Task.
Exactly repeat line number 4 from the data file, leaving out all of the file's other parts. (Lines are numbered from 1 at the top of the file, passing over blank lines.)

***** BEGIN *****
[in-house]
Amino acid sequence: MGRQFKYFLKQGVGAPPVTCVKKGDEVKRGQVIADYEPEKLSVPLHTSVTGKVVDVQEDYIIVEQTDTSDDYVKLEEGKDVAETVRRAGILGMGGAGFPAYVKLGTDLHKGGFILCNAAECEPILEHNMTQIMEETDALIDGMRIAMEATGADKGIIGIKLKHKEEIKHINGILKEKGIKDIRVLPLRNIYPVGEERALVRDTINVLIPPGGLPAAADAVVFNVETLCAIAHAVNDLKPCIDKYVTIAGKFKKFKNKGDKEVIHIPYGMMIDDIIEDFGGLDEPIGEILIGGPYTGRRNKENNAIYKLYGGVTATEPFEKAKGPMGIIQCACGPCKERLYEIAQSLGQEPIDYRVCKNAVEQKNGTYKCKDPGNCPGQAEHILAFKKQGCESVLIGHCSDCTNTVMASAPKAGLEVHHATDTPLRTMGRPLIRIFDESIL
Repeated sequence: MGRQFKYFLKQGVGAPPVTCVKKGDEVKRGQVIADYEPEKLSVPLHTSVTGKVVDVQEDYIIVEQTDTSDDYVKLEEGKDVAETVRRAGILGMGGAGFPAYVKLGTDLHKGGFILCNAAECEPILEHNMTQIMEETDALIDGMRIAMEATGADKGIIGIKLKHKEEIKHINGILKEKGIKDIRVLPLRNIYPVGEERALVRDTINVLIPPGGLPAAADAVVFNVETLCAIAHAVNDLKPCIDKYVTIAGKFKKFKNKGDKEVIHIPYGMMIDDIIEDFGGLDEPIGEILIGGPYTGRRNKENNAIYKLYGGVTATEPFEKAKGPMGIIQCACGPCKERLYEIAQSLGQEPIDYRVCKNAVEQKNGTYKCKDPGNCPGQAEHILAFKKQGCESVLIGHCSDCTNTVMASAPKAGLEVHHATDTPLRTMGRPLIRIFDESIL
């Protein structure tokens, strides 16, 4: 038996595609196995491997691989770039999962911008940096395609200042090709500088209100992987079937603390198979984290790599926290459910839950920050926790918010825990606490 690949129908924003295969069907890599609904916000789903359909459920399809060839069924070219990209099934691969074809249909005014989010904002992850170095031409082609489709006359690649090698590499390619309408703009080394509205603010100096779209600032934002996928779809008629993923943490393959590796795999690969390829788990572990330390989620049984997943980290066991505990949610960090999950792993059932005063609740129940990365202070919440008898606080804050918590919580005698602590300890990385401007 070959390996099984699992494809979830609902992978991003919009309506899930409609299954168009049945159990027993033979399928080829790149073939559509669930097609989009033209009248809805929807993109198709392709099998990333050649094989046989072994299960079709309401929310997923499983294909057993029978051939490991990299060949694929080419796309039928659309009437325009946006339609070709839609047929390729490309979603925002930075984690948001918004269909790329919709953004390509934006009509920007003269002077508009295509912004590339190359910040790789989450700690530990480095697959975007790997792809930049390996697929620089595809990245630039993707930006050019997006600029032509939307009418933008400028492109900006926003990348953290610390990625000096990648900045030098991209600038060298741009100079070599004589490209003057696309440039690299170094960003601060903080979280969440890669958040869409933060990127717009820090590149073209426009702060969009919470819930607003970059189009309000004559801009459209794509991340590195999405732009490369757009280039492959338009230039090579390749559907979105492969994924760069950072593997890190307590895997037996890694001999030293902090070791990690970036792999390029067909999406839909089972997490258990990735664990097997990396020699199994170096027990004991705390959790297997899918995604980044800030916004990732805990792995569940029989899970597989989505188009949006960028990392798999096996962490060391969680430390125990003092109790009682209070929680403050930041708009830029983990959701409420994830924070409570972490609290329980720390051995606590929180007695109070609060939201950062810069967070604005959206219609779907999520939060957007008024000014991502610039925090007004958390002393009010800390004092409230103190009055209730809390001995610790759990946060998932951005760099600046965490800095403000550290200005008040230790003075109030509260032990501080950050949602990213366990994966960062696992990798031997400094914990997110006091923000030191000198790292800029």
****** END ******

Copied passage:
């Protein structure tokens, strides 16, 4: 038996595609196995491997691989770039999962911008940096395609200042090709500088209100992987079937603390198979984290790599926290459910839950920050926790918010825990606490 690949129908924003295969069907890599609904916000789903359909459920399809060839069924070219990209099934691969074809249909005014989010904002992850170095031409082609489709006359690649090698590499390619309408703009080394509205603010100096779209600032934002996928779809008629993923943490393959590796795999690969390829788990572990330390989620049984997943980290066991505990949610960090999950792993059932005063609740129940990365202070919440008898606080804050918590919580005698602590300890990385401007 070959390996099984699992494809979830609902992978991003919009309506899930409609299954168009049945159990027993033979399928080829790149073939559509669930097609989009033209009248809805929807993109198709392709099998990333050649094989046989072994299960079709309401929310997923499983294909057993029978051939490991990299060949694929080419796309039928659309009437325009946006339609070709839609047929390729490309979603925002930075984690948001918004269909790329919709953004390509934006009509920007003269002077508009295509912004590339190359910040790789989450700690530990480095697959975007790997792809930049390996697929620089595809990245630039993707930006050019997006600029032509939307009418933008400028492109900006926003990348953290610390990625000096990648900045030098991209600038060298741009100079070599004589490209003057696309440039690299170094960003601060903080979280969440890669958040869409933060990127717009820090590149073209426009702060969009919470819930607003970059189009309000004559801009459209794509991340590195999405732009490369757009280039492959338009230039090579390749559907979105492969994924760069950072593997890190307590895997037996890694001999030293902090070791990690970036792999390029067909999406839909089972997490258990990735664990097997990396020699199994170096027990004991705390959790297997899918995604980044800030916004990732805990792995569940029989899970597989989505188009949006960028990392798999096996962490060391969680430390125990003092109790009682209070929680403050930041708009830029983990959701409420994830924070409570972490609290329980720390051995606590929180007695109070609060939201950062810069967070604005959206219609779907999520939060957007008024000014991502610039925090007004958390002393009010800390004092409230103190009055209730809390001995610790759990946060998932951005760099600046965490800095403000550290200005008040230790003075109030509260032990501080950050949602990213366990994966960062696992990798031997400094914990997110006091923000030191000198790292800029």